Philadelphia, Pennsylvania: Rally and news conference announces upcoming march to Harrisburg to demand ‘A People’s Budget, Not a Prison Budget,’ May 14, 2013.
Info on the march, which kicks off May 25 at Love Park
Photo: Decarcerate PA
[image of rallying students, some with illegible signs in their hands, some arm in arm.]
How a few Philly high school students organized themselves into a few hundred in four days
May 9, 2013
It began, not surprisingly perhaps, with a modest online message.
About two weeks ago, school district officials had announced, once again, a serious hole in the District’s budget and had laid out, once again, severe cuts that would be implemented if a roughly $300 million hole wasn’t filled — this time invoking layoffs and cuts to programs, especially arts and extracurricular.
And as students pondered cuts to their favorite programs, the irony that last Friday would mark “Teacher Appreciation Day,” was not lost upon them.
Before news of the proposed cuts reached them, says Teyin Tseng (upper right), a member of the student council at the Philadelphia High School for the Creative and Performing Arts, “Our plan was to see how much money we had and see if we could buy flowers for every teacher.”
“But then the budget [was unveiled] — and we decided to do this.”
So, on Friday, another CAPA student, Maureen Smith (lower center), created a new Facebook page: Silenced Students March — announcing a plan by her and some of her classmates to protest the threatened cuts. She opened with something of a rallying call:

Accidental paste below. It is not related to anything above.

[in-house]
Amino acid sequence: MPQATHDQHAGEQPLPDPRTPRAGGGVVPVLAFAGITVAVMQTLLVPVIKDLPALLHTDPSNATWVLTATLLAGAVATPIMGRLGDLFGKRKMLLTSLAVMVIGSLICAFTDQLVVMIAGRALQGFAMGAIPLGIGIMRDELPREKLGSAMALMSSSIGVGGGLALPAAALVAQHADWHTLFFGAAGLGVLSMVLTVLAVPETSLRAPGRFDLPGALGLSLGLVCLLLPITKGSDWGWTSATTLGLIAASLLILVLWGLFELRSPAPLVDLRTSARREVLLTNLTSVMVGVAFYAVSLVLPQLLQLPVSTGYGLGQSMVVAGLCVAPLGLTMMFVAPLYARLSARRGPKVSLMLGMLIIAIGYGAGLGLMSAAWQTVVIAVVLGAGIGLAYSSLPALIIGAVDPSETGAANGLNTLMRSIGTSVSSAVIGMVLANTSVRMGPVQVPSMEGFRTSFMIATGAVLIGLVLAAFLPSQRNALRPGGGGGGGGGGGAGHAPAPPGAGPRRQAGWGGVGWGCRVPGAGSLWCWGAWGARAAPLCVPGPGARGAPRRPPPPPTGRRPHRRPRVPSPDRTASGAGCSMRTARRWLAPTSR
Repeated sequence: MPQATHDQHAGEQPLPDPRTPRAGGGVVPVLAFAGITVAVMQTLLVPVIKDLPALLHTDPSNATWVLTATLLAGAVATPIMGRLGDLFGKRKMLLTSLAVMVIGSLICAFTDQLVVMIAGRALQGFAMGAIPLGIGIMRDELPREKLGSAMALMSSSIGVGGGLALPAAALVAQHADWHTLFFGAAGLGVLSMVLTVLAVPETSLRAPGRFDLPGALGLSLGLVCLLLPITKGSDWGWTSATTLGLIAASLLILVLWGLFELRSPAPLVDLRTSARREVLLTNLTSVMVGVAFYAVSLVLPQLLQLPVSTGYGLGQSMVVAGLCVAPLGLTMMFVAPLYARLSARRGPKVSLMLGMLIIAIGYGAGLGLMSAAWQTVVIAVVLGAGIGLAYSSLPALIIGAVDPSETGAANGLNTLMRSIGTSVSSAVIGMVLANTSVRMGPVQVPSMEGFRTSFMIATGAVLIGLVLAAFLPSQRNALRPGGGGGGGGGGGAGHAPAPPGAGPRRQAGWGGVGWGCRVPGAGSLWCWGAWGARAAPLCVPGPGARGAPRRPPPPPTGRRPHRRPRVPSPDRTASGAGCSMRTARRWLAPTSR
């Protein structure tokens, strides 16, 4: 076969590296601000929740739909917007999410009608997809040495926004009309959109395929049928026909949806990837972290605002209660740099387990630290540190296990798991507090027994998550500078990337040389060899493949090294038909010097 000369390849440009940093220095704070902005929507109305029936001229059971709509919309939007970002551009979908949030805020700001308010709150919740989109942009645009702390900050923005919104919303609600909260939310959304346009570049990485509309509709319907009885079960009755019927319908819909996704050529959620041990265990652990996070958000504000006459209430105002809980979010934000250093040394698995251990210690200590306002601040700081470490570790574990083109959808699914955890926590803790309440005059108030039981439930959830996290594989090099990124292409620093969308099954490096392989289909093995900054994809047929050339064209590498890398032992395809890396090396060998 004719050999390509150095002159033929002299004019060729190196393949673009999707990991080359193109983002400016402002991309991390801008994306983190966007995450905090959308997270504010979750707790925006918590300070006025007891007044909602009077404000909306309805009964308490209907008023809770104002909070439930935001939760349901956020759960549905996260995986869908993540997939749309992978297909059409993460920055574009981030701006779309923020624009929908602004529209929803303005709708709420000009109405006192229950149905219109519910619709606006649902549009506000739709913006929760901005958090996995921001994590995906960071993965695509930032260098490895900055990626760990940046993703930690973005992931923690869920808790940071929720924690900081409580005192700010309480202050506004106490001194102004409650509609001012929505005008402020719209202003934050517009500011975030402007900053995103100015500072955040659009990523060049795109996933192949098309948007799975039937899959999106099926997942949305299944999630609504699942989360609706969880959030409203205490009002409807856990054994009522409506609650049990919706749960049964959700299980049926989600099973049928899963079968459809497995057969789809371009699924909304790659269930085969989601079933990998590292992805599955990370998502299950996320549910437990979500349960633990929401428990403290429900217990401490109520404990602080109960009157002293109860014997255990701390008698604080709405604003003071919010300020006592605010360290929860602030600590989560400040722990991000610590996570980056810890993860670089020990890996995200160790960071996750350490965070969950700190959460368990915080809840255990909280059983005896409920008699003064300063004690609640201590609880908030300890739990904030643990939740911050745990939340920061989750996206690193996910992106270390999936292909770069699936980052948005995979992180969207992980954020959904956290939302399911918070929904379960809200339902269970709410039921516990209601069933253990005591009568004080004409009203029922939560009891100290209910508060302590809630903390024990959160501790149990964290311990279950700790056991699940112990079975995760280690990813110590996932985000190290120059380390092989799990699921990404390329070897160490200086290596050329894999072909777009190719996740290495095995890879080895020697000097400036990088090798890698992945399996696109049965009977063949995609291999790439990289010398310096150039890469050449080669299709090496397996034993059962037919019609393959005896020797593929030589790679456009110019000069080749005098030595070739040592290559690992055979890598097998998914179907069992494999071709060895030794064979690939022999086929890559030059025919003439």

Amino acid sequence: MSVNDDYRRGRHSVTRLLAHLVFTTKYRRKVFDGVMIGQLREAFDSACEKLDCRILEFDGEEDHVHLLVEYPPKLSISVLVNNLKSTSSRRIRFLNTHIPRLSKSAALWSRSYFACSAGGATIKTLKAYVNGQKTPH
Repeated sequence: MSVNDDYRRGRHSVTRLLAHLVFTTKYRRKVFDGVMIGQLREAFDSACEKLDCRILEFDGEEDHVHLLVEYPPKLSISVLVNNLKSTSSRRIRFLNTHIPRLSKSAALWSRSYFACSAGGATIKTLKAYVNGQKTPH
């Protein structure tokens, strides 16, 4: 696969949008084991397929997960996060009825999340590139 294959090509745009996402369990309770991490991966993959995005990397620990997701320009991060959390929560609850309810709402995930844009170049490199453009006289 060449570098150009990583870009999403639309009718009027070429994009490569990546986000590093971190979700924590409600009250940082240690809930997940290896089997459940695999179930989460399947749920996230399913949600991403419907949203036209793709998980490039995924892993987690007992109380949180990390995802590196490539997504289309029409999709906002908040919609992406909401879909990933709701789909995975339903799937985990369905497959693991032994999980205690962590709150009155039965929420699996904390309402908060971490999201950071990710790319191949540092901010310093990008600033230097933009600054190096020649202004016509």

“As students we are fed up and want to be heard. Its OUR education and WE should have a say in it. TUESDAY May 7th is teachers appreciation day, we are organizing a march to 440 North Broad Street, which is the school district building. Depending on your school’s location you can choose a meeting area and then proceed to march to 440.We will all be meeting there by 4:30. There is strength in numbers.”
The response — recorded online in blow-by-blow Facebook posts — was immediate, enthusiastic, and complex as any overnight organizing effort.
Talking points were discussed; a deliberate effort to attract media and control the message was conceived.
And there was, as there is in any organizing effort, vigorous debate over tactics and message: When some students announced a planned walkout; other students objected, worried the organized disobedience would undermine their credibility as a group — a debate which continues as some students contemplate a walkout tomorrow.
A system was worked out: each school’s protest contingent should nominate a representative to contact.
“We have a huge network,” explained Tseng outside the building. “We all called each other, and we got a lot of schools to join.”
“I was contacted by Teyin over here,” said Belal Shami (lower left), “and he told me he needed my help. My role was to gather people from Franklin Learning Center and get them to the protest. … I brought roughly 35 people.”
In a stretch of years in which there has been no shortage of protests outside 440 N. Broad, yesterday nonetheless marked the first time many of these students had ever done anything of the sort. And their motivations often went beyond their personal welfare.
“People are saying, ‘You’re a Senior,’ why are you here?’ Well, I have friends that I’ve made this year in lower grades,” said Kelechi Ekwerike (upper left), for whom this protest was his first. “For their education to be cut short, truncated, I will not stand for that. And if this carries on next year, if nothing is done, they [the School District] will not hear the end of it.”